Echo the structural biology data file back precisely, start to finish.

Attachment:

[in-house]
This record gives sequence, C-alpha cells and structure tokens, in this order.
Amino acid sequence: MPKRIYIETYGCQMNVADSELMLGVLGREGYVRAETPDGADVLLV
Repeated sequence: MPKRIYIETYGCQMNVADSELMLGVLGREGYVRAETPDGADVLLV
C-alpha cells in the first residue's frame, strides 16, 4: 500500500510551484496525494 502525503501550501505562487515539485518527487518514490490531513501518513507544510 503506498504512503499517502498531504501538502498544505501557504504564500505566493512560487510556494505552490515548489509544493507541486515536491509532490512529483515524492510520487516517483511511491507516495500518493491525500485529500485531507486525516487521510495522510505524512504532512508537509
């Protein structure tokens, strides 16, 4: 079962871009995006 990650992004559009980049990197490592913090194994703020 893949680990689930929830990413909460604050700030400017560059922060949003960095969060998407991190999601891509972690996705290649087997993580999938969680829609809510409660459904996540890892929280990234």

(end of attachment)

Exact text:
[in-house]
This record gives sequence, C-alpha cells and structure tokens, in this order.
Amino acid sequence: MPKRIYIETYGCQMNVADSELMLGVLGREGYVRAETPDGADVLLV
Repeated sequence: MPKRIYIETYGCQMNVADSELMLGVLGREGYVRAETPDGADVLLV
C-alpha cells in the first residue's frame, strides 16, 4: 500500500510551484496525494 502525503501550501505562487515539485518527487518514490490531513501518513507544510 503506498504512503499517502498531504501538502498544505501557504504564500505566493512560487510556494505552490515548489509544493507541486515536491509532490512529483515524492510520487516517483511511491507516495500518493491525500485529500485531507486525516487521510495522510505524512504532512508537509
């Protein structure tokens, strides 16, 4: 079962871009995006 990650992004559009980049990197490592913090194994703020 893949680990689930929830990413909460604050700030400017560059922060949003960095969060998407991190999601891509972690996705290649087997993580999938969680829609809510409660459904996540890892929280990234």